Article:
Meaningful work and financial abundance are not mutually exclusive; in fact, they can and should go hand in hand to enhance your life and your creativity
Do you think that you can’t do what you love and make great money doing it?
Somehow in our culture we have made having a robust income and doing fulfilling work mutually exclusive — especially for professionals in the business of helping others. But what if you don’t have to give up income to do what you love?
What if loving what you do can actually increase your financial flows?
One of the biggest things that affects our financial flows is how we see the world. Our perspective and our points of view shape reality around us in dynamic and fascinating ways. When we begin to unpack the judgments that we carry about how life is, how money is, and what is valuable to us and the world, we can have the freedom to choose a perspective that actually works for us and creates something different.
Imagine you are wearing glasses that are tinted green. Everything you see will have a green hue. Now, replace them with red glasses and everything looks red. If you didn’t know you had the glasses on, you would just assume that everything is, in fact, red. You wouldn’t know that there was a different perspective out there that might create more in your life. This is how so many of us are walking around — wearing colored glasses that we don’t even know we are wearing!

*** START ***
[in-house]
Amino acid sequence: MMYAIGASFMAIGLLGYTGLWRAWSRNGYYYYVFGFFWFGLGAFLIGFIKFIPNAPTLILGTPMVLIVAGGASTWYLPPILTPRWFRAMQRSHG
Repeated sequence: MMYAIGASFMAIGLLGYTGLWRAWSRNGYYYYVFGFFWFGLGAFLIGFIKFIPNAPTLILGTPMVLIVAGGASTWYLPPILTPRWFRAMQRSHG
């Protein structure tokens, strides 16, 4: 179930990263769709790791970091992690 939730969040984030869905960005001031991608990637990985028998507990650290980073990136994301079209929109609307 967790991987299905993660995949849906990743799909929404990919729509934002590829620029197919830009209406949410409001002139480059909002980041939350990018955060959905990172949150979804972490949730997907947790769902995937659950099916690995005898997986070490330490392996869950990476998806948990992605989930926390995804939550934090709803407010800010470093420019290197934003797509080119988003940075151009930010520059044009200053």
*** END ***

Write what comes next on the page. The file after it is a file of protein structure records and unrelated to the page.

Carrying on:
When you realize that you are functioning from a point of view that you didn’t even know was limiting you, you can change how you combine your business life with your financial life.
Here are 3 common myths about the mix of meaningful work and money:
Myth #1: The desire for money makes you greedy
If you have the point of view that money equals greed, then you will likely not allow yourself to have or desire money because if the desire for money is bad, then you are bad… and nobody wants to be bad!
The judgment that money is bad underlies so many things in our world that we don’t even realize. Start by looking at where this viewpoint might be running your life, unbeknownst to you. Do you ever judge wealthy people? Were you ever told as a child you should just be grateful for what you have? Do you (or did your family) have the point of view that when you don’t have money you are virtuous?
There are so many different expressions of this widespread judgment about money. If you have them running in your life in some way, whether you know it or not, you will stop yourself from having work in the world that brings you wealth.
Myth #2: If you make good money helping others, you are taking advantage of them
So often we have the perspective that people that ‘need’ help are victims of their circumstances, not empowered people who can choose something different in their lives. This is a very common point of view that actually ends up disempowering people in ways many of us don’t realize.